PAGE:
Fruits and Veggies
Why They’re Healthy: Avocados are chock full of healthy fats in addition to vitamins E and B6 and carotenoids, which are high in vitamin A and have been linked to a reduced risk of cancer, heart disease, and eye degeneration. No wonder these fruits are one of our favorite superfoods!
How to Grow: It’s possible to grow an avocado tree from an avocado pit, but doing so may not yield edible fruit. If you want to eat what you sow, it’s best to purchase a dwarf avocado plant (varieties that yield the larger green-skinned fruit or the more common black-skinned fruits are equally good) . To tend for your tree, add some sand to the bottom of a large, well-draining pot before filling it with regular potting mix and planting your tree. Water the tree regularly but make sure the soil is never soggy — avocado roots don’t take well to being waterlogged. Prune the shoots regularly, and be sure to place the tree in an area with high ceilings — even dwarf trees can grow higher than 10 feet!
How to Harvest: Green varieties are ready to harvest when the fruits’ skin turns slightly yellow, while darker varieties are ready when their skins have turned almost black. Ripe fruits can be left hanging on the tree for a few weeks, but any longer than that and they’ll start to lose their flavor and texture.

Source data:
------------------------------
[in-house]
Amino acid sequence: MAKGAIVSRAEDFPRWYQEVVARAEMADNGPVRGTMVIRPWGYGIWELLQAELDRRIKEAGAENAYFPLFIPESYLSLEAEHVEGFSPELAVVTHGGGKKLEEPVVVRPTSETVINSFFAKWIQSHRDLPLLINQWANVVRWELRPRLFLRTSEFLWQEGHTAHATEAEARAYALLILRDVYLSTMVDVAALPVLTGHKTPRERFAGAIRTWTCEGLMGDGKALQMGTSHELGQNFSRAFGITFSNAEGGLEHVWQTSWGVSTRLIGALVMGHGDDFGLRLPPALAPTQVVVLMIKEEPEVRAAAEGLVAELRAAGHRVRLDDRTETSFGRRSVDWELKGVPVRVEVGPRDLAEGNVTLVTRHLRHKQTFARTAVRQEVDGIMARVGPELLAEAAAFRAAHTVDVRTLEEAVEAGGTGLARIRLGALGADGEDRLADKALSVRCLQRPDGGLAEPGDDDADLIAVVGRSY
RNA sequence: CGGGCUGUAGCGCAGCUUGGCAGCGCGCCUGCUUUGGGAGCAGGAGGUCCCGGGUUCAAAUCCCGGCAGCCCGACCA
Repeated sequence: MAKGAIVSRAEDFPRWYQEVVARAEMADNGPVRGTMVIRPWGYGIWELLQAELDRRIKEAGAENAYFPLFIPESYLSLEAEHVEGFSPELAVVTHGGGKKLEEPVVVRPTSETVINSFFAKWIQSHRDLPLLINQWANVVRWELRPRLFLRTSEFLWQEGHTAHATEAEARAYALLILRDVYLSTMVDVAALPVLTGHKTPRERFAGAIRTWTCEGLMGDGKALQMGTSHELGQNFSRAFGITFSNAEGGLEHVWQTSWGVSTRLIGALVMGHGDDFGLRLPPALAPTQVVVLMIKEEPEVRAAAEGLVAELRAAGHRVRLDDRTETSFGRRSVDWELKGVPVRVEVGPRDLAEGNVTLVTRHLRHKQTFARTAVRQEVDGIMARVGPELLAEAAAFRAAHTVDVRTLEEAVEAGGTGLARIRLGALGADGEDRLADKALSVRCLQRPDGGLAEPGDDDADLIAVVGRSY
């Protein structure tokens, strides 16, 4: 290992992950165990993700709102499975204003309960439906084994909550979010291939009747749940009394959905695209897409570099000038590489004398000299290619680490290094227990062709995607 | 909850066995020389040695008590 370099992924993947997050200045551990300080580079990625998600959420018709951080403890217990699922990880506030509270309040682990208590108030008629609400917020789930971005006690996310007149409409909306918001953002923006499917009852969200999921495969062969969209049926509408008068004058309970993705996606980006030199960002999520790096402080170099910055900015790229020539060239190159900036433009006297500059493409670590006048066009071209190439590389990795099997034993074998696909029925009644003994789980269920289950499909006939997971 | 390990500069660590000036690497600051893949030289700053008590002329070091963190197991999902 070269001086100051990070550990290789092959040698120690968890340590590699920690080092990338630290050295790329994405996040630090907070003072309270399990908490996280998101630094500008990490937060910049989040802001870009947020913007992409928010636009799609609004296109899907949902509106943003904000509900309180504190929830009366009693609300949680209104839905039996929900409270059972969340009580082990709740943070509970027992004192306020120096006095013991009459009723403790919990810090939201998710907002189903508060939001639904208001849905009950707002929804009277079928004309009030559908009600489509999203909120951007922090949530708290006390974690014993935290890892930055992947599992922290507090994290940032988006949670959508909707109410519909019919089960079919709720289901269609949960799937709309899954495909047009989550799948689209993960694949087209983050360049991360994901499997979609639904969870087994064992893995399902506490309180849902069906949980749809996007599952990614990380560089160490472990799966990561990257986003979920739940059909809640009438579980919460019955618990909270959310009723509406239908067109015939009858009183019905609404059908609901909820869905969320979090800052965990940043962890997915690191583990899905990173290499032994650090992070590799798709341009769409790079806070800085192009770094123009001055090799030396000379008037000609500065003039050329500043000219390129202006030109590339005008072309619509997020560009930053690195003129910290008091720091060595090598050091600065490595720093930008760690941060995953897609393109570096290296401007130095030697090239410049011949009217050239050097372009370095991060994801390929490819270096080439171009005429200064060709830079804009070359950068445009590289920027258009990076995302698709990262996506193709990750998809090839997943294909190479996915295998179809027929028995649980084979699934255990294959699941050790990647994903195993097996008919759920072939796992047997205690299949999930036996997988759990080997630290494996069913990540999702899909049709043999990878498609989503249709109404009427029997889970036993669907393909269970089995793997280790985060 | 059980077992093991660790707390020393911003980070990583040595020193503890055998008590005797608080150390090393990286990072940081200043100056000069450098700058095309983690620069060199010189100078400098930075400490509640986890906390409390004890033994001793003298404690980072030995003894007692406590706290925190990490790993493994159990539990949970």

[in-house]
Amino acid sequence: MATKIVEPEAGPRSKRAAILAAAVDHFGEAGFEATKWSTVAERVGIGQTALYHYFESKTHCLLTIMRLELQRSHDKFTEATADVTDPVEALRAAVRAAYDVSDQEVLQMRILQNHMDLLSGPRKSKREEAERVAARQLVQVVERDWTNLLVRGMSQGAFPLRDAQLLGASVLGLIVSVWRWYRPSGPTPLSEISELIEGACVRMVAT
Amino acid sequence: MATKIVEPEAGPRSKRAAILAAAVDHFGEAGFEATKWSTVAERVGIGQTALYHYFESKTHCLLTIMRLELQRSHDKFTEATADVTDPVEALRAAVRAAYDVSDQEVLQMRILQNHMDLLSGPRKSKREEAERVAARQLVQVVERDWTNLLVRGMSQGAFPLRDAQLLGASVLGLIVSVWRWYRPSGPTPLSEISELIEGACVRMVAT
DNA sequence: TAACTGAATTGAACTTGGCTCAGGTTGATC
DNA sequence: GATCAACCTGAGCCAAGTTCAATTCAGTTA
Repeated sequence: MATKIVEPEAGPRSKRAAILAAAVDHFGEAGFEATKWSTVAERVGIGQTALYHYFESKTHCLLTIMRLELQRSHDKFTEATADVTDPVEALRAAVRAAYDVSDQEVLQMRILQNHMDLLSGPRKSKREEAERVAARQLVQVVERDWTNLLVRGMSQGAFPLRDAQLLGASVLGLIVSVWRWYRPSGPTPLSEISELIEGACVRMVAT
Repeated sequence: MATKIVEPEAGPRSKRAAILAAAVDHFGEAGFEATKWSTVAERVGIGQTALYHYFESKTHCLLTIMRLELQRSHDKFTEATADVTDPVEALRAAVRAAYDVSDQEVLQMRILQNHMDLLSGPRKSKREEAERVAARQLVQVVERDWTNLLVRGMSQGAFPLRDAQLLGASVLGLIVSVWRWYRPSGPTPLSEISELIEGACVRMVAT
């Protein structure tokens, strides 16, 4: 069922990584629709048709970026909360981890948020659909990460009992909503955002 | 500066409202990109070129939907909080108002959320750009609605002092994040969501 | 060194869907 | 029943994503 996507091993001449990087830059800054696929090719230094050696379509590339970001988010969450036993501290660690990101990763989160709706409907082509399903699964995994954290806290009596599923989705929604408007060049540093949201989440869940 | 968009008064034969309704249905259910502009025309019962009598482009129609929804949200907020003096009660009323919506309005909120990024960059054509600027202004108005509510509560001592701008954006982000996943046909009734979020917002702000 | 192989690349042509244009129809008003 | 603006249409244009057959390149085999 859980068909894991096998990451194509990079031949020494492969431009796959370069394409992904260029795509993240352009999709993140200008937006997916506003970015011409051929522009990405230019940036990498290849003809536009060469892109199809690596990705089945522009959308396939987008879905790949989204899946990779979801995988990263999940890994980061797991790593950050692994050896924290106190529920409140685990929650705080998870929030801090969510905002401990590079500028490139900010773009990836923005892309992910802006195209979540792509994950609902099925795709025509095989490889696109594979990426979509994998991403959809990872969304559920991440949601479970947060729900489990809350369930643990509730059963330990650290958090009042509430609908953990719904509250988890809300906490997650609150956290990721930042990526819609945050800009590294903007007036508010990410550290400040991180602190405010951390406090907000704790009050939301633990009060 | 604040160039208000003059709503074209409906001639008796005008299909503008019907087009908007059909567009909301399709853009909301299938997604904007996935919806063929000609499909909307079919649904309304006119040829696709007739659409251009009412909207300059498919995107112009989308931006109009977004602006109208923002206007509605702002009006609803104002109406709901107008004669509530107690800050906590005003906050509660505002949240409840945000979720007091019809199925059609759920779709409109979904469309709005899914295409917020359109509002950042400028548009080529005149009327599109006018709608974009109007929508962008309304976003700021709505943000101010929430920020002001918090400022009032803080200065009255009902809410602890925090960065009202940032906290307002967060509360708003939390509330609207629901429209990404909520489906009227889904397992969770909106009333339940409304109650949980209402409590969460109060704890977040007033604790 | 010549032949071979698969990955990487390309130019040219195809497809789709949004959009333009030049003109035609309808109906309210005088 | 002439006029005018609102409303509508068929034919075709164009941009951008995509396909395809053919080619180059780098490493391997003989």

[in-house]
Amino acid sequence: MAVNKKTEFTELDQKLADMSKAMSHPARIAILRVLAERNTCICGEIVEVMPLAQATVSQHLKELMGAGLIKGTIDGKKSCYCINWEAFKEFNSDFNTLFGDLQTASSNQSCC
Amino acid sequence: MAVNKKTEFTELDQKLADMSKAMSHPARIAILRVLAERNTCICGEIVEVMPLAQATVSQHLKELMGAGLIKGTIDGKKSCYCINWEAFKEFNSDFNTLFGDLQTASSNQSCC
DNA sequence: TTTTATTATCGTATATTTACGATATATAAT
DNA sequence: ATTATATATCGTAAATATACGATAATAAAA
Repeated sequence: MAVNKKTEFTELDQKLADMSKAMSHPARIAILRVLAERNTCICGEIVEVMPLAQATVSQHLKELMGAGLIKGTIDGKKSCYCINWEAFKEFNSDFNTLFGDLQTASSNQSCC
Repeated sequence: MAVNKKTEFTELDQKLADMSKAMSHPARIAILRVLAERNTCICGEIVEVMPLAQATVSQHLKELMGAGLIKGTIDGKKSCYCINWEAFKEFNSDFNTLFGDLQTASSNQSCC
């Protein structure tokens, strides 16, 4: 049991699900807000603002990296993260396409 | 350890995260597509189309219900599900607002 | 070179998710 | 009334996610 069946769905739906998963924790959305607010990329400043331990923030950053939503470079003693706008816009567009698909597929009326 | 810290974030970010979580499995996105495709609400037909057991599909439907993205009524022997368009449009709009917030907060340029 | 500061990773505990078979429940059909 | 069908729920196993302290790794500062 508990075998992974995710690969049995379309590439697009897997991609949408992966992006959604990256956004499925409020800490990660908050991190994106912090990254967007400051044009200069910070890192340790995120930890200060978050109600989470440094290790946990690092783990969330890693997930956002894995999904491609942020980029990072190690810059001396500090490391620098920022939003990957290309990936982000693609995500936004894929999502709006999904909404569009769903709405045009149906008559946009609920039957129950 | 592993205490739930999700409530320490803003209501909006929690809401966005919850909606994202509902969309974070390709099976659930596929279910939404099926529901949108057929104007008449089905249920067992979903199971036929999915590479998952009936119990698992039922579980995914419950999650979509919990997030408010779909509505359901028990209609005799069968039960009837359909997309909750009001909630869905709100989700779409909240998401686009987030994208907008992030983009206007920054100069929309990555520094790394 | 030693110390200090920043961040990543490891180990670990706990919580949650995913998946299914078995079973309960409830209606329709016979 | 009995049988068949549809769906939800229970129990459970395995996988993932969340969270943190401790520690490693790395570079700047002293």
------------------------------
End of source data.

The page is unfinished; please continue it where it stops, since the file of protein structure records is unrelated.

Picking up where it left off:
Why They’re Healthy: Carrots are a good source of a variety of vitamins and minerals, including thiamin, niacin, folate, manganese, potassium, and vitamins B6, A, C, and K. They also supply carotenoids, which are a big boon for eye health .
How to Grow: Purchase carrot seeds and a pot or window box that’s at least a foot and a half deep and wide, with drainage holes at the bottom. Fill the container to within an inch of the top with a humus-rich potting mix. Water the soil before planting the seeds. Plant the seeds one inch apart in rows that are six inches apart from each other, pressing the seeds gently into the soil and covering them with a thin layer of soil. Water. Place the container in an area that receives tons of light. Keep the soil moist, but not soaked. To help preserve moisture, soak some peat moss in water overnight and then spread it on top of the seeds. Expect the seeds to germinate (i.e., start sprouting) in about two weeks.
How to Harvest: Carrots are ready for harvest when they’ve grown to about ¾ of an inch across the top (just below the green stem). If you can’t see the carrot itself, gently brush aside some soil around the stem so you can size it up (Note: Though it may be tempting to see how big carrots can get, they’ll start to lose their sweetness and flavor once they surpass their peak size.). To pick the carrots, grab them firmly at the root and wiggle them around a bit, then pull straight up. If you find that the soil is quite hard, water it and then wait an hour or so before retrying the harvest. Once the carrots have been pulled from the soil, remove the greens immediately, wipe off any excess dirt, and let them dry before storing them in the fridge.